In Memoriam

  • Article Image
  • Andrew Brooks
  • Research Professor

Andrew Brooks, 51, a research professor who led the creation of the first coronavirus saliva-based test, which received FDA emergency approval last spring and has played a significant role in the fight against the COVID-19 pandemic, died unexpectedly on Saturday, January 23, 2021.

More than four million rapid response tests, which were the first approved for home use, have been performed since March, earning Brooks and his lab's pioneering work recognition in The New York Times, CNN and other national media outlets.

Gov. Phil Murphy recognized Brooks and his contribution to help stem the spread of COVID-19 in New Jersey and around the country, calling him “one of our state’s unsung heroes,’’ in his coronavirus press briefing on Monday. Murphy said the Rutgers COVID-19 test has “undoubtedly saved lives” as he praised the legacy Brooks leaves behind.

“We cannot thank Andy enough for all he did across his career,’’ Murphy said. “He will be sorely missed by many.’’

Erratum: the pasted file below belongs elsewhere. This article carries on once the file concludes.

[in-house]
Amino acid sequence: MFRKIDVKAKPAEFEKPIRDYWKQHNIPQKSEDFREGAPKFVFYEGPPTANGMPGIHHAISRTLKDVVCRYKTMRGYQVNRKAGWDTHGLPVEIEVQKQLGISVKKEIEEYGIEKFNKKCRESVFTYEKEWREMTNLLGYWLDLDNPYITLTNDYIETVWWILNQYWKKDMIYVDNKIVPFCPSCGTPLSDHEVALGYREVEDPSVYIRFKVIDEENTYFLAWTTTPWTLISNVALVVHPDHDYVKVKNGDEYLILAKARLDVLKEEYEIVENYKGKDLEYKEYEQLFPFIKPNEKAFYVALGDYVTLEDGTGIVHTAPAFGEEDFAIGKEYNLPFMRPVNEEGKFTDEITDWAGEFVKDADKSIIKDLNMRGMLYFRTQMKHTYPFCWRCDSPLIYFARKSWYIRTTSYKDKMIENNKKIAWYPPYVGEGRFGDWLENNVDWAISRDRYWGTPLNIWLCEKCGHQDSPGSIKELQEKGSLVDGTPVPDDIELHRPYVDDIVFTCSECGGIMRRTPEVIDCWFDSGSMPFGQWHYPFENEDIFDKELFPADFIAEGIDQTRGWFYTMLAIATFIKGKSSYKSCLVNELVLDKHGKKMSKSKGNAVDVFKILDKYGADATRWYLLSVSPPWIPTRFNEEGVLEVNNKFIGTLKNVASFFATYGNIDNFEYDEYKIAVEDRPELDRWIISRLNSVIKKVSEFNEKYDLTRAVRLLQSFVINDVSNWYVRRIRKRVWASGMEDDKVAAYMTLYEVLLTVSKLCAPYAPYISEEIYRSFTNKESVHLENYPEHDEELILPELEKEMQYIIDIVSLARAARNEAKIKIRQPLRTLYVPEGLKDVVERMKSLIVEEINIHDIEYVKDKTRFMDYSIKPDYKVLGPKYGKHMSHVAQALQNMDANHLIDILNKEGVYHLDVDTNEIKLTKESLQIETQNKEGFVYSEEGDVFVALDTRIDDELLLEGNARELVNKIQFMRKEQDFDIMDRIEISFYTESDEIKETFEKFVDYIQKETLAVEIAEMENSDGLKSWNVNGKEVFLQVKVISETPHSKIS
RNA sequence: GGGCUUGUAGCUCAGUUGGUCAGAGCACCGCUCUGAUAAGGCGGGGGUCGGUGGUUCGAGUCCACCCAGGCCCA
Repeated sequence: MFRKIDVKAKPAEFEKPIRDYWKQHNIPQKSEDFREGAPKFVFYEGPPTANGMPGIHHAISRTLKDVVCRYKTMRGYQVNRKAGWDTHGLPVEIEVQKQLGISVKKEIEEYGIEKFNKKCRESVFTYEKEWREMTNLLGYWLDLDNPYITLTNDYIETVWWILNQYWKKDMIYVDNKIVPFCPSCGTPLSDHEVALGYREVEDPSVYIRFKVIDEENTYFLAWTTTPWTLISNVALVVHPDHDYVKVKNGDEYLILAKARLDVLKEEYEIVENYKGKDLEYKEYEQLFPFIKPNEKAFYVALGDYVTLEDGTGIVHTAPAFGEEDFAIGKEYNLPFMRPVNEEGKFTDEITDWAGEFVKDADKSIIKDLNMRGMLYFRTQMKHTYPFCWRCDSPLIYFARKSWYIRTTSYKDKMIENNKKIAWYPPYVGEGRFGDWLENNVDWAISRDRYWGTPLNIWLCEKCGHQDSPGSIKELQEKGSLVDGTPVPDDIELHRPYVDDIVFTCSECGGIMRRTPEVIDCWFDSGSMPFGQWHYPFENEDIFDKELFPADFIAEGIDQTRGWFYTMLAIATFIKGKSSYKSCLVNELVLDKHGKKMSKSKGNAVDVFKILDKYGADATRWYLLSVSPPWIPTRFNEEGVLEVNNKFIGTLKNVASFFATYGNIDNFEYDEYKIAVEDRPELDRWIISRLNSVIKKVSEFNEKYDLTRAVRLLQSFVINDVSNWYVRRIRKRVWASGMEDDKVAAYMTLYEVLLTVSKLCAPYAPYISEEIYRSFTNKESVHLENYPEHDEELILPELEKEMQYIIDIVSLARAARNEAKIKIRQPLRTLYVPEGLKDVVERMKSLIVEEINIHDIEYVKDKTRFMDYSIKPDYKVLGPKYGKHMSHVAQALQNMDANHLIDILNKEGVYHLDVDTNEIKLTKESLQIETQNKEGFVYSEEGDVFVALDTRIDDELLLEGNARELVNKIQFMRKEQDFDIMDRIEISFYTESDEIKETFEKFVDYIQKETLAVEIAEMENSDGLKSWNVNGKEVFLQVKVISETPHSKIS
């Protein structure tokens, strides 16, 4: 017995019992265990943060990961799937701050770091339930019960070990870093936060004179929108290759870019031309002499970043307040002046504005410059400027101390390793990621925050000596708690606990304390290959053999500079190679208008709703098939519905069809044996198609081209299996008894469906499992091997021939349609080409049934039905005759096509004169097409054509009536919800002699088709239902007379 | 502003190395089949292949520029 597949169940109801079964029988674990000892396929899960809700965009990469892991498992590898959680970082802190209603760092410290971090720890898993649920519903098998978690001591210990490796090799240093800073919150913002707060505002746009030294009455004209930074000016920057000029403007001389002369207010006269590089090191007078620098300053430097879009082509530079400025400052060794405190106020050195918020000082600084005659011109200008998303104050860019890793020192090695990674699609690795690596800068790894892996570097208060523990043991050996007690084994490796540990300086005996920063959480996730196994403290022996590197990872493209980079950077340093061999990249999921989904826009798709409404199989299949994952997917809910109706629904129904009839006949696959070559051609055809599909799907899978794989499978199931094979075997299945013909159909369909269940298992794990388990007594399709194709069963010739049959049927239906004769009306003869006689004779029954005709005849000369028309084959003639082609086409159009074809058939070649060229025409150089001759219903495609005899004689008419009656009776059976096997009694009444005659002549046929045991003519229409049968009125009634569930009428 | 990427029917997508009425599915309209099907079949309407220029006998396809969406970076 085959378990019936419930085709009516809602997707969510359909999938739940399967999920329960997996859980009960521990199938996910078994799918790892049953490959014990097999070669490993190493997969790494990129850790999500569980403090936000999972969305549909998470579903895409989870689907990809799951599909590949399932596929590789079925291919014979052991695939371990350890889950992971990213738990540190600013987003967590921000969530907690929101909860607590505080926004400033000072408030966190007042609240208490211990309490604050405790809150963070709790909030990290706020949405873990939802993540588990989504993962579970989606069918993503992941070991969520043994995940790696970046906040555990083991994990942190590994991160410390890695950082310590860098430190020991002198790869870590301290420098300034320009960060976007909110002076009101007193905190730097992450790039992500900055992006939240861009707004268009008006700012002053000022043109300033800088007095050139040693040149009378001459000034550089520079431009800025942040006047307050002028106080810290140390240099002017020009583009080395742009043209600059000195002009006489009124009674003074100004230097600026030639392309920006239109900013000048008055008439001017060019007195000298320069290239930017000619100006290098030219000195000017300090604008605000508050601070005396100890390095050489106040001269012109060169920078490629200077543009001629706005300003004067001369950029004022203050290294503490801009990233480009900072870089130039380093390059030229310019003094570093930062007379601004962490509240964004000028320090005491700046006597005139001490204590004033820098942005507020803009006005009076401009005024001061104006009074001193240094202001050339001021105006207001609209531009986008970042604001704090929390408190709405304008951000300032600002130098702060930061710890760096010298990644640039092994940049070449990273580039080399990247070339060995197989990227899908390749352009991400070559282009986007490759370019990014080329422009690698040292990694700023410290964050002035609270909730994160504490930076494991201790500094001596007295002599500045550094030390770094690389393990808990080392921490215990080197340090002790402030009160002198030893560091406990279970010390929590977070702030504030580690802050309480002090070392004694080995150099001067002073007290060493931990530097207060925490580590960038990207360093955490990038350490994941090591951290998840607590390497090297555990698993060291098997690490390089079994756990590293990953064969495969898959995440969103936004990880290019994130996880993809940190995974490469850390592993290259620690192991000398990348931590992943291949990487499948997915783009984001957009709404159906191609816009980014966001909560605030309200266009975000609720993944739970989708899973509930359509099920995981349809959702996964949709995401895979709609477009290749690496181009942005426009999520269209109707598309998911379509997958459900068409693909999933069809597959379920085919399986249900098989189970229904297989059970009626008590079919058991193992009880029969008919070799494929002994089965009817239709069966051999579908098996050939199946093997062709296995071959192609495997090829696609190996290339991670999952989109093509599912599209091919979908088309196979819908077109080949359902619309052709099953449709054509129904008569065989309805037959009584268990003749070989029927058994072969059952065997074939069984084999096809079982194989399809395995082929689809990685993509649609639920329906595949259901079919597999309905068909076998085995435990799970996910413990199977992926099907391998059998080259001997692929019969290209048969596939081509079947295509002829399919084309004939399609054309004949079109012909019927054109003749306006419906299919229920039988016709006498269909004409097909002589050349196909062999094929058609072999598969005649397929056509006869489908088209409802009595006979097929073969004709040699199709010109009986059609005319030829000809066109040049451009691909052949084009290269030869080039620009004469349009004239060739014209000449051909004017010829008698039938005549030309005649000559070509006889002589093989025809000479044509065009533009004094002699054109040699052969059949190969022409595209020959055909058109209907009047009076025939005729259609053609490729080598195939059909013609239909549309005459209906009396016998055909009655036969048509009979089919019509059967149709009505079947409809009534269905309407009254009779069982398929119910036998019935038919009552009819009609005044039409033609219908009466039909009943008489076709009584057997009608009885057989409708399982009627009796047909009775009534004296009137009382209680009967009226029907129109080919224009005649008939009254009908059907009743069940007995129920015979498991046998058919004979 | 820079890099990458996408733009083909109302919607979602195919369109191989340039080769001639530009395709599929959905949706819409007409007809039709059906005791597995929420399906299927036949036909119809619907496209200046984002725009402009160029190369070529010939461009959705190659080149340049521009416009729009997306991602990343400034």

Rutgers-New Brunswick Chancellor Christopher J. Molloy, Rutgers Biomedical and Health Sciences Chancellor Brian Strom and S. David Kimball, Rutgers Senior Vice President of Research, in a joint statement, said, “We at Rutgers offer our heartfelt condolences to his family, including his three children, and with them we take pride in his achievements that will have lasting impact.”

Brooks was a research professor in Rutgers-New Brunswick’s School of Arts and Sciences in the Department of Genetics, an academic member of the Human Genetics Institute of New Jersey, a research faculty member in Rutgers’ Environmental and Occupational Health Sciences Institute and a member of its NIHS Center of Excellence, and a member of the graduate faculty in Rutgers Joint Graduate Program in Toxicology.

His career was distinguished by outstanding scholarship, service in the field of biomedicine and business activities designed to improve human health. As chief operating officer and director of technology development at RUCDR Infinite Biologics, he led the effort to develop the COVID-19 saliva test. The test received FDA emergency use authorization as the first approved saliva diagnostic and a month later as the first of any test approved for home use.

To read the full article on his legacy, click [here].